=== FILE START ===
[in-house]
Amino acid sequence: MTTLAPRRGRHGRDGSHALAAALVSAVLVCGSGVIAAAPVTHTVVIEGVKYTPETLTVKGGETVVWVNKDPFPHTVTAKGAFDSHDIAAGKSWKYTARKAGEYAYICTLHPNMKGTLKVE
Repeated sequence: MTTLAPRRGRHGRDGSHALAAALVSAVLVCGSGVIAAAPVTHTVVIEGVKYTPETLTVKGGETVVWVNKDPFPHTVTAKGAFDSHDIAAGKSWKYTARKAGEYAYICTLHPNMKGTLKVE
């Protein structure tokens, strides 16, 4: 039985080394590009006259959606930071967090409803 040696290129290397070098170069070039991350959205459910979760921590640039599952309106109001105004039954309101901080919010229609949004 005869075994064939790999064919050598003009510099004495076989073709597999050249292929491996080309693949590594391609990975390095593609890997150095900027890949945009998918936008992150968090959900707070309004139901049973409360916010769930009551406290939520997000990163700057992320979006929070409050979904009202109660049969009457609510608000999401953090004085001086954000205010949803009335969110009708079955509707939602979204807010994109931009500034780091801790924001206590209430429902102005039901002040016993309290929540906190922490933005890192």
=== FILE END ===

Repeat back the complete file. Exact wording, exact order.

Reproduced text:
[in-house]
Amino acid sequence: MTTLAPRRGRHGRDGSHALAAALVSAVLVCGSGVIAAAPVTHTVVIEGVKYTPETLTVKGGETVVWVNKDPFPHTVTAKGAFDSHDIAAGKSWKYTARKAGEYAYICTLHPNMKGTLKVE
Repeated sequence: MTTLAPRRGRHGRDGSHALAAALVSAVLVCGSGVIAAAPVTHTVVIEGVKYTPETLTVKGGETVVWVNKDPFPHTVTAKGAFDSHDIAAGKSWKYTARKAGEYAYICTLHPNMKGTLKVE
């Protein structure tokens, strides 16, 4: 039985080394590009006259959606930071967090409803 040696290129290397070098170069070039991350959205459910979760921590640039599952309106109001105004039954309101901080919010229609949004 005869075994064939790999064919050598003009510099004495076989073709597999050249292929491996080309693949590594391609990975390095593609890997150095900027890949945009998918936008992150968090959900707070309004139901049973409360916010769930009551406290939520997000990163700057992320979006929070409050979904009202109660049969009457609510608000999401953090004085001086954000205010949803009335969110009708079955509707939602979204807010994109931009500034780091801790924001206590209430429902102005039901002040016993309290929540906190922490933005890192």